It can be a sign of serious diseases such as pneumonia and lung cancer. The symptoms of this disease, which is seen in 1 or 2 out of 100 people in the world every year, can be confused with the symptoms of flu, upper respiratory tract infection and coronavirus. Let’s get to know pneumonia closely!
WHAT IS PNEUUMARY, IS IT CONTAGIOUS, WHY DOES IT HAPPEN?
Pneumonia, also called pneumonia in the medical literature, is a disease that usually occurs as a result of respiratory system infection and can lead to serious health problems. This disorder tends to be more common in children, elderly individuals over 65 years of age, those with chronic diseases (such as kidney, diabetes, heart or lung disease), smokers, and those with diseases or medications that suppress the immune system.
Pneumonia is a major cause of hospital admissions, treatment costs, lost work and school days, and even deaths worldwide. Although the disease carries the risk of direct transmission from a sick person to healthy individuals in some cases, it usually occurs as a result of microbes reaching the lungs from the mouth, throat or digestive tract. While these microbes normally do not pose a threat, they can cause pneumonia in people with weakened body defense systems. Factors such as vomiting, long-term surgeries, alcohol use and flu epidemics can also facilitate the development of pneumonia.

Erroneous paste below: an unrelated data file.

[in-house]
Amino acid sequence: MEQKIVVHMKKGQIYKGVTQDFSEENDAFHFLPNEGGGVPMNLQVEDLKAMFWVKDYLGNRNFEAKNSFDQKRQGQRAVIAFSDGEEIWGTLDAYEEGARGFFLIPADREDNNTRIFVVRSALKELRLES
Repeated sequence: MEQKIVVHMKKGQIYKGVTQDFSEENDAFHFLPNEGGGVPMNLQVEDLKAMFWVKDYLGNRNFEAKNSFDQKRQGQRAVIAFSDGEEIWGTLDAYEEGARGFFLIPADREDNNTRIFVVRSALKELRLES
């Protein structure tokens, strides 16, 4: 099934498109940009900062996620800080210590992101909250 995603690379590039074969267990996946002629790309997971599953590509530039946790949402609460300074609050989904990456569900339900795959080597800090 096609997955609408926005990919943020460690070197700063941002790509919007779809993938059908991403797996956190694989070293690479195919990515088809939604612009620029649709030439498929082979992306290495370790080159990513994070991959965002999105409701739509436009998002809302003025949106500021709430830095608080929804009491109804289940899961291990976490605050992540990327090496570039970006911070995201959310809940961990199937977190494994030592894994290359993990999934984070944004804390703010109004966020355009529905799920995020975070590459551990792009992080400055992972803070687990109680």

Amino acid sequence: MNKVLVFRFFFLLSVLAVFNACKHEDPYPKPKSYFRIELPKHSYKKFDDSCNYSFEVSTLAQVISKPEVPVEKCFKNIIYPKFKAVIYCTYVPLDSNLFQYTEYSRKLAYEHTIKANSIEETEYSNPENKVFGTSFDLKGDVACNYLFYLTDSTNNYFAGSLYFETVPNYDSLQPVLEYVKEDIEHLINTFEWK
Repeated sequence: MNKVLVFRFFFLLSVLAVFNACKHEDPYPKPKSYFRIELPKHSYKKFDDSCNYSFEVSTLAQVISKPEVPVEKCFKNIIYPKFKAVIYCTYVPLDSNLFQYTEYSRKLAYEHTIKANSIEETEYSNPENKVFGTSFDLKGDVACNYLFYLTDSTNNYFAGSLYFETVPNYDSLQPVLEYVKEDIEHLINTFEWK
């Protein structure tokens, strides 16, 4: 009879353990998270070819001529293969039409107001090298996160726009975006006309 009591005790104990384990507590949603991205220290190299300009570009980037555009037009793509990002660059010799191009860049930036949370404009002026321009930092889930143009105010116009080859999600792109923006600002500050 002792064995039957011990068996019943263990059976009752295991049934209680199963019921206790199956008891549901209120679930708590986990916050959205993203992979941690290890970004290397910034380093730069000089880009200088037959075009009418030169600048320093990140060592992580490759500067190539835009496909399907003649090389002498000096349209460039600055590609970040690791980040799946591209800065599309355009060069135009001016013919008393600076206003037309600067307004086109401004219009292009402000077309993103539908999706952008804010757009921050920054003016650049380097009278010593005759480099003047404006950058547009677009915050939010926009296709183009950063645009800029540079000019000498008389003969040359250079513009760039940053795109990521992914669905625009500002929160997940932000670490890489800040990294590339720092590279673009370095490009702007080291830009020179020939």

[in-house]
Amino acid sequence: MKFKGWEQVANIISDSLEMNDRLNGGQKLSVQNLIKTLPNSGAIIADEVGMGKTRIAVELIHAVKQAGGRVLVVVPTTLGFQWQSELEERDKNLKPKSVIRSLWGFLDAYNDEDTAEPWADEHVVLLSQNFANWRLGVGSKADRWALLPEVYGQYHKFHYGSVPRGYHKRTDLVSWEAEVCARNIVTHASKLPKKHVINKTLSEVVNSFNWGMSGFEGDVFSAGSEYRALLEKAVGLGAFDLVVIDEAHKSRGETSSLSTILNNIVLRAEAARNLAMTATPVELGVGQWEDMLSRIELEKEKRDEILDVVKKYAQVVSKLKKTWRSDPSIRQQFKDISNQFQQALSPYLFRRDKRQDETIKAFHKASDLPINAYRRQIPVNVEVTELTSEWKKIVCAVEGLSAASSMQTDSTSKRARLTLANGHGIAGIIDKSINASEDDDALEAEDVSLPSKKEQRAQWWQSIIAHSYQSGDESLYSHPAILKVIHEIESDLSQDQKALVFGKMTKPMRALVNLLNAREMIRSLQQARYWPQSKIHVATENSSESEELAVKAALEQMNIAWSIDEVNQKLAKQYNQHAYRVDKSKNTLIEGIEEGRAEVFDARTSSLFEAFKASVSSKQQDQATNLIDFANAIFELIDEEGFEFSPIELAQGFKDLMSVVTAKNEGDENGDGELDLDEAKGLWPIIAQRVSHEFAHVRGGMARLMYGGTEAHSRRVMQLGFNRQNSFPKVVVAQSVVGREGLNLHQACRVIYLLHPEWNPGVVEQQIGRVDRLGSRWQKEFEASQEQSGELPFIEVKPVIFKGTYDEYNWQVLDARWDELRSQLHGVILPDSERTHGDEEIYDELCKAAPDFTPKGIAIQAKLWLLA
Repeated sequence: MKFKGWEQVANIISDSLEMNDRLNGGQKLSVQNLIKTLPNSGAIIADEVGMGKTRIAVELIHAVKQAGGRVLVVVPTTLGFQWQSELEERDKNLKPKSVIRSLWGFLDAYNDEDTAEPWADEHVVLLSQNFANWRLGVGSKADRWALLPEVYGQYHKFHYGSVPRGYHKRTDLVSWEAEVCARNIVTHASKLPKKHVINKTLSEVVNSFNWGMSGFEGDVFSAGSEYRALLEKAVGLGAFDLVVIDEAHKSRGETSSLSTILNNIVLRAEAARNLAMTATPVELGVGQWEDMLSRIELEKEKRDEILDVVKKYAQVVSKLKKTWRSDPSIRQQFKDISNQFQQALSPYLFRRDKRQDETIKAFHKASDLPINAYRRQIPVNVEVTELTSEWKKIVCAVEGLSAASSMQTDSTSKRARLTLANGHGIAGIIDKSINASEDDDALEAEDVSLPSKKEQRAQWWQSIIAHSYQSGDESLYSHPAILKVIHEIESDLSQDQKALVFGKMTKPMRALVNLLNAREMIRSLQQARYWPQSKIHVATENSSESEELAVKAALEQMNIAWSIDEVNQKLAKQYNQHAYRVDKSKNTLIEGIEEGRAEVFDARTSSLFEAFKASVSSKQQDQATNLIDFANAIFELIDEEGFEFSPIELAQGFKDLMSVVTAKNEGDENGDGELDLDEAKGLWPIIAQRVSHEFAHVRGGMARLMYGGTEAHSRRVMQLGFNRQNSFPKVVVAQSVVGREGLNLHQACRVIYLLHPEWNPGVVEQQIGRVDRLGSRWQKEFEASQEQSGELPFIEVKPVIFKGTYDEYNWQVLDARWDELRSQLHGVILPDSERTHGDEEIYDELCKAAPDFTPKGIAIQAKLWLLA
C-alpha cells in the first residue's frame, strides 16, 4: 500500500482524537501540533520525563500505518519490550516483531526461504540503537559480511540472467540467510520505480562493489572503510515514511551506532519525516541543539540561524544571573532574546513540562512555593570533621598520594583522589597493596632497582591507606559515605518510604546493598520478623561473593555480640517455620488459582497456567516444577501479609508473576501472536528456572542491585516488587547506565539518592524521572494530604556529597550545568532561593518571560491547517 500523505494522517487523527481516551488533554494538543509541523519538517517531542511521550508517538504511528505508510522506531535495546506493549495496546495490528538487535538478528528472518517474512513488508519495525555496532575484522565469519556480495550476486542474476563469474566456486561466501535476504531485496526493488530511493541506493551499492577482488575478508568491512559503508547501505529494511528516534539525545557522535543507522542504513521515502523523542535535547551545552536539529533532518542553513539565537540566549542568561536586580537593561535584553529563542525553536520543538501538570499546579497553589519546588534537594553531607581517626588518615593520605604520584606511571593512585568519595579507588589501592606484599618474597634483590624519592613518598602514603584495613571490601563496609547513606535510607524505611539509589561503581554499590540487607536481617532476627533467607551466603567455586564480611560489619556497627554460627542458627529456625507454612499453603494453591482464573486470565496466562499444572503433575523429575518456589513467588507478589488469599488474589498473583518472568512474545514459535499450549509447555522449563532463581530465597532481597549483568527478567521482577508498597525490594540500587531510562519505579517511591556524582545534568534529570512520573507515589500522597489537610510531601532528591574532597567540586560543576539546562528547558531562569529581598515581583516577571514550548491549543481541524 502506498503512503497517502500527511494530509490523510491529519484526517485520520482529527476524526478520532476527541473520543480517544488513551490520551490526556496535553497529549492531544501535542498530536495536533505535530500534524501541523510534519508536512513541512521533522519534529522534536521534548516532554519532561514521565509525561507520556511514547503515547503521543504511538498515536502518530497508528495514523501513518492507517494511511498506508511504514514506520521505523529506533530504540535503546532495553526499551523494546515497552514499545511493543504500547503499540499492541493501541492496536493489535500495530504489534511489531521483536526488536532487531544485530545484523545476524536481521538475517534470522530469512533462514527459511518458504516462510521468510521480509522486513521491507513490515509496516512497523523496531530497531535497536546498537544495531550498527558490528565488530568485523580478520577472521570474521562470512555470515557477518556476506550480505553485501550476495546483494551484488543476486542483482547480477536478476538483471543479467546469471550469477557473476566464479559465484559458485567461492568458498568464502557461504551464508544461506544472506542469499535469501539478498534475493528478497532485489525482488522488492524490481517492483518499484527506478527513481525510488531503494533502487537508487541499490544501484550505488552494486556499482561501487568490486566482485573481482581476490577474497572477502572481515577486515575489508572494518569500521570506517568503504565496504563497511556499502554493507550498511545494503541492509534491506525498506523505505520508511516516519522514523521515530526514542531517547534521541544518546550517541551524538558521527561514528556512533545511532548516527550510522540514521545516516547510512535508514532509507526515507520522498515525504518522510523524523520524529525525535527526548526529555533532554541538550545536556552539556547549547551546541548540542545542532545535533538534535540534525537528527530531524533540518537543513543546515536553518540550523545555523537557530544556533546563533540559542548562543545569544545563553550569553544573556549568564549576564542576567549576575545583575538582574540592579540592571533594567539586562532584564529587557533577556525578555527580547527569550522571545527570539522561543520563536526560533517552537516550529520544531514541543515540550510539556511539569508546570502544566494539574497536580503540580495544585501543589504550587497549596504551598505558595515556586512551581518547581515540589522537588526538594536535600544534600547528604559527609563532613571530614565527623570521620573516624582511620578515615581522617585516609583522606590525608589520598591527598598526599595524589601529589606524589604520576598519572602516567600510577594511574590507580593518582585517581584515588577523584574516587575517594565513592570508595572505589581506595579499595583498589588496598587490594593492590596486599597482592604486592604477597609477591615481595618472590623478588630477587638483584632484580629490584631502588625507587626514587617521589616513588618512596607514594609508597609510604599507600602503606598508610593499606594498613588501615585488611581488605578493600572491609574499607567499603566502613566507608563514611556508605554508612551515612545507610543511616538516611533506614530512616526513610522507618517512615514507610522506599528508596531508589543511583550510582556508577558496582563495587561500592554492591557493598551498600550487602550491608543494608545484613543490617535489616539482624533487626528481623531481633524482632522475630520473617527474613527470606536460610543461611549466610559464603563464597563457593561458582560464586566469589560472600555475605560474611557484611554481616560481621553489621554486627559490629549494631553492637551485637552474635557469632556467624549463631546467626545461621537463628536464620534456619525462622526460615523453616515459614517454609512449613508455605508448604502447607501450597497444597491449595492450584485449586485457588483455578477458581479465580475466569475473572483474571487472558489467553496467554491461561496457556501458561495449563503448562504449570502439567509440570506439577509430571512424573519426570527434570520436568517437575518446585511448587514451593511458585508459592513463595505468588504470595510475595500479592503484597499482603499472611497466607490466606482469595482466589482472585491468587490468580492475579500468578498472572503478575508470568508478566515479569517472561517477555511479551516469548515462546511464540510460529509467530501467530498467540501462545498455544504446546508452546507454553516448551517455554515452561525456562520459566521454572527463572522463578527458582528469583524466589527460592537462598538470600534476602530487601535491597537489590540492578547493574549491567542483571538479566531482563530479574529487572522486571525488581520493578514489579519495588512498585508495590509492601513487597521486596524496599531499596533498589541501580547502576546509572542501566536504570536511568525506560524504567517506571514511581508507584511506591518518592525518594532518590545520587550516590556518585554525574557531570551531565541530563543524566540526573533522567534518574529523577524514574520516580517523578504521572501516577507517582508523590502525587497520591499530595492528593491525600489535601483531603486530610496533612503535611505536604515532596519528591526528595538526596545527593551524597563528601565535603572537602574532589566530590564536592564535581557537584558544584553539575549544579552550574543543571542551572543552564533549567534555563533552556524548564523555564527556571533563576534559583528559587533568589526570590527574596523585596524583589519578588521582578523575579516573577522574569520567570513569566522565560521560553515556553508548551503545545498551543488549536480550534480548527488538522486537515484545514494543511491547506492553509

SYMPTOMS OF PNEUUMARY
In a patient with severe pneumonia;
Blue discoloration of skin and mucosa,
Severe shortness of breath,
low blood pressure,
There may be confusion.
HOW IS PNEUMATURE TREATMENT AND WHAT IS THE TREATMENT?
Treatment for pneumonia usually involves the use of antibiotics. Additionally, supportive measures such as resting the patient, drinking plenty of fluids, painkillers and antipyretics can also be applied. However, depending on the severity of the disease, hospitalization and more intensive treatment methods may be required after evaluating the patient’s condition. Especially in cases of severe pneumonia, hospitalization in the intensive care unit and respiratory support may be inevitable.
The place where the patient will be treated and the treatment plan to be applied are determined based on factors such as clinical condition, risk factors, possible microorganisms and severity of the disease. Necessary tests are performed and appropriate antibiotic treatment is started according to the results. The duration of treatment may vary depending on the initial severity of the disease, the causative microbe, the presence of other accompanying diseases and the individual response of the patient.
Generally, antibiotic use is recommended for another 5-7 days after the fever subsides. However, in cases of pneumonia caused by some types of microbes, the treatment period can be extended to 10-14 days or sometimes up to 21 days. The effectiveness of the treatment is evaluated according to the patient’s response and the treatment plan is arranged accordingly.